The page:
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Information on the latest vitamin D news and research.

Find out more information on deficiency, supplementation, sun exposure, and how vitamin D relates to your health.

Effect of vitamin D supplementation among “kidney stone formers”

“If I have kidney stones, should I take vitamin D?” A recent study looked directly at this question in “stone formers,” who are people with a history of repetitive kidney stones. Dr. David Leaf of Columbia University Medical Center and a group of colleagues from Boston to Portland conducted this study on stone formers, who were also vitamin D deficient. If vitamin D causes kidney stones (a common belief), then how exactly do you treat vitamin D deficient stone formers?

Leaf DE, Korets R, Taylor EN, Tang J, Asplin JR, Goldfarb DS, Gupta M, Curhan GC. Effect of Vitamin D Repletion on Urinary Calcium Excretion among Kidney Stone Formers. Clin J Am Soc Nephrol. 2012 Mar 15.

As the thinking goes, if vitamin D increases urine calcium, then vitamin D is difficult to recommend, as most stone-formers have too much calcium in their urine. However, as the evidence from studies mount proving the benefits of vitamin D, physicians and patients with kidney stones are in a quandary. Should I treat vitamin D deficiency in stone formers or let them stay vitamin D deficient? The question is, does vitamin D increase urinary calcium?

First, the authors reviewed current research on whether physiological doses of vitamin D increase urinary calcium in non-stone formers. They concluded: “Multiple studies have examined the effects of vitamin D among non-stone former and have consistently failed to show an increase in urinary calcium excretion.” That is, in “normals,” vitamin D does not cause kidney stones.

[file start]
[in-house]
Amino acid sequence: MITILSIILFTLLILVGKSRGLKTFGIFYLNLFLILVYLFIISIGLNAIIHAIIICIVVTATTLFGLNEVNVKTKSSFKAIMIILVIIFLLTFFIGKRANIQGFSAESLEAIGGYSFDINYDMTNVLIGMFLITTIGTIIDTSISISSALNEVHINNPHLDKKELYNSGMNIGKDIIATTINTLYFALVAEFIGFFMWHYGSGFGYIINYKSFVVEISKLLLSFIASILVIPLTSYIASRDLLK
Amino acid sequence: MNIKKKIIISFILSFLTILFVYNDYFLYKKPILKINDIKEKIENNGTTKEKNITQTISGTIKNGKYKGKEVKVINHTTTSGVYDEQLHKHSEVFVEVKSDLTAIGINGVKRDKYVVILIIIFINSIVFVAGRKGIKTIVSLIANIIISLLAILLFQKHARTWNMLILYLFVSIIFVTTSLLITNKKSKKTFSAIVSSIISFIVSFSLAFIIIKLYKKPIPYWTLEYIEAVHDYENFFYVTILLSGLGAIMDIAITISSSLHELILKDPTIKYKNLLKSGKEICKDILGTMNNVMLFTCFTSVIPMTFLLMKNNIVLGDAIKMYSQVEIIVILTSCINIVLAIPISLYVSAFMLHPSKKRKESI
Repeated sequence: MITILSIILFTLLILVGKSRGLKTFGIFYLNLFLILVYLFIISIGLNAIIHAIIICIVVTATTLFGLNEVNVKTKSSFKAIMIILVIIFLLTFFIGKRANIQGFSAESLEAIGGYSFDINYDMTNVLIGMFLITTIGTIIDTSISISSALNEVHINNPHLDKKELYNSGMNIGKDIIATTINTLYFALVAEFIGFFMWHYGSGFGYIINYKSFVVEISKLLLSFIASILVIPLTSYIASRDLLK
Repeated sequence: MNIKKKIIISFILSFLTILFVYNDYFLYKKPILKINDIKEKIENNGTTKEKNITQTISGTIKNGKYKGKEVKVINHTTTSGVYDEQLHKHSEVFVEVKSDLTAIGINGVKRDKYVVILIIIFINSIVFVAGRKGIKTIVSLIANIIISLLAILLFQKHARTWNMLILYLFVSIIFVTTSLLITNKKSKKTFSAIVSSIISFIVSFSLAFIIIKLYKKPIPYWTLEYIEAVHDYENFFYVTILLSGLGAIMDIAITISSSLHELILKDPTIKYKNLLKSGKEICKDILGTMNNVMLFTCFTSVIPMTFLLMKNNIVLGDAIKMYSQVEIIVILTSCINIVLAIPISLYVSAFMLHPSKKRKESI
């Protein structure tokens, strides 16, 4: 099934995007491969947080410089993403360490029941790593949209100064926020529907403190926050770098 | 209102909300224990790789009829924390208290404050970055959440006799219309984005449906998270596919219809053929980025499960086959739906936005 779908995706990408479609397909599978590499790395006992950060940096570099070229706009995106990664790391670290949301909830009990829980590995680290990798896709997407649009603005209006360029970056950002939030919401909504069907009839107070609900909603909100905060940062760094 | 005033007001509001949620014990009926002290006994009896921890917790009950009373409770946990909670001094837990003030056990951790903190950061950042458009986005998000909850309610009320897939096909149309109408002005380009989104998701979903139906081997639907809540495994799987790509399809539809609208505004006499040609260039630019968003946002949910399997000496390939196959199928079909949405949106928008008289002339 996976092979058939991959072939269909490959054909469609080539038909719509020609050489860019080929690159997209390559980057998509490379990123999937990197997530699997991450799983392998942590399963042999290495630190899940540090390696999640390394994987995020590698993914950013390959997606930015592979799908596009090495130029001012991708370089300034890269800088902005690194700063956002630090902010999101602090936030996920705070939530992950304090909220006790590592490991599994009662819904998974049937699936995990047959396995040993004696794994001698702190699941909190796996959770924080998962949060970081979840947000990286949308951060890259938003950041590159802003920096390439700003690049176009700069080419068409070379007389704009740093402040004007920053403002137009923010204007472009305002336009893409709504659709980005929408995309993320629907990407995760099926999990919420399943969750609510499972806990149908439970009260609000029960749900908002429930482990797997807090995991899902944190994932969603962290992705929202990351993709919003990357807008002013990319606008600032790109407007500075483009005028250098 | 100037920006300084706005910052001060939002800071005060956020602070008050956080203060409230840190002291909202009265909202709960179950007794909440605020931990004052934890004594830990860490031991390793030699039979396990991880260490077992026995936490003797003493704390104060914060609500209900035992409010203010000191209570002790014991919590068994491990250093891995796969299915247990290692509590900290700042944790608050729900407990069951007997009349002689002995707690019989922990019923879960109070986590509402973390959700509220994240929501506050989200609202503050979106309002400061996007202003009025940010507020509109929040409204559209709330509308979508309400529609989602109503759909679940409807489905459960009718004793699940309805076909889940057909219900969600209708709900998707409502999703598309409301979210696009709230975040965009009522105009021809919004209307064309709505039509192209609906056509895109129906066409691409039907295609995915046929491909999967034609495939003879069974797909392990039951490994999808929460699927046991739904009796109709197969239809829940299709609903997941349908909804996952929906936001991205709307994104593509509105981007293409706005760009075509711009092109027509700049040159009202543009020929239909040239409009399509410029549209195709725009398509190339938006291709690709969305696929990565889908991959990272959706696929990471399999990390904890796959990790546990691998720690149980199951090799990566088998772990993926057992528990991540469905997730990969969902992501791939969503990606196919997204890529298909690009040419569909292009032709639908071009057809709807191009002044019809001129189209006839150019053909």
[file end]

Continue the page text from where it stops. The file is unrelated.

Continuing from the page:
Now their own research. The authors prospectively studied 29 vitamin D deficient stone formers, giving them all 50,000 IU/week of vitamin D2 for eight weeks. They collected multiple lab tests before and after treatment, including the amount of calcium in the urine. The average vitamin D levels before treatment was 17 ng/ml, which increased to 35 ng/ml after the 400,000 IU of vitamin D (50,000 IU/week for eight weeks). Remember this was D2; D3 would have increased vitamin D levels more, in theory.

None of the various measurements of kidney stone formation increased after the 400,000 IU of vitamin D. To quote the authors,

“In conclusion, our results suggest that vitamin D can be repleted in stone formers without causing an increase in urinary calcium excretion. Given the known benefits of vitamin D in maintaining bone health, the potential benefits for cardiovascular, autoimmune, and neoplastic disease, and the findings above indicating it is safe, we feel that vitamin D therapy, if otherwise indicated, should not be withheld simply on the basis of calcium stone disease or hypercalciuria.”

I want to remind readers of what I have written about kidney stones before: chronic acidosis combined with lack of potassium and magnesium in your diet is the most common cause of kidney stones. This line of thinking is based on, among other things, a double blind study on the use of potassium and magnesium in prevention of stones.